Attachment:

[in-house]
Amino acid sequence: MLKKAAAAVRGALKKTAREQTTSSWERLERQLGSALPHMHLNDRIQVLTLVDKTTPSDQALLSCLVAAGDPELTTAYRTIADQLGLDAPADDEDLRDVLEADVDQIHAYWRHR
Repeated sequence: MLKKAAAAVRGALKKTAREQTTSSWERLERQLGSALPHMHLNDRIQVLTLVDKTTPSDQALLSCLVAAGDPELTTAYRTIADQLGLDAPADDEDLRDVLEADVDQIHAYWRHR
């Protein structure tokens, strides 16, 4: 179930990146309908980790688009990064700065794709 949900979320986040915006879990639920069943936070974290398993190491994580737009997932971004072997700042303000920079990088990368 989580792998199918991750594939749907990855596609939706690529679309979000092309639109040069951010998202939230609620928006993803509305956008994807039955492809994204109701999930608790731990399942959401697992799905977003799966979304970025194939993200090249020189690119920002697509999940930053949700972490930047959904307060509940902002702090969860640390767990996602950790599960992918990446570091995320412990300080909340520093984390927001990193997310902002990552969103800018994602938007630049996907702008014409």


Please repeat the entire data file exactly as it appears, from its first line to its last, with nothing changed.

[in-house]
Amino acid sequence: MLKKAAAAVRGALKKTAREQTTSSWERLERQLGSALPHMHLNDRIQVLTLVDKTTPSDQALLSCLVAAGDPELTTAYRTIADQLGLDAPADDEDLRDVLEADVDQIHAYWRHR
Repeated sequence: MLKKAAAAVRGALKKTAREQTTSSWERLERQLGSALPHMHLNDRIQVLTLVDKTTPSDQALLSCLVAAGDPELTTAYRTIADQLGLDAPADDEDLRDVLEADVDQIHAYWRHR
């Protein structure tokens, strides 16, 4: 179930990146309908980790688009990064700065794709 949900979320986040915006879990639920069943936070974290398993190491994580737009997932971004072997700042303000920079990088990368 989580792998199918991750594939749907990855596609939706690529679309979000092309639109040069951010998202939230609620928006993803509305956008994807039955492809994204109701999930608790731990399942959401697992799905977003799966979304970025194939993200090249020189690119920002697509999940930053949700972490930047959904307060509940902002702090969860640390767990996602950790599960992918990446570091995320412990300080909340520093984390927001990193997310902002990552969103800018994602938007630049996907702008014409």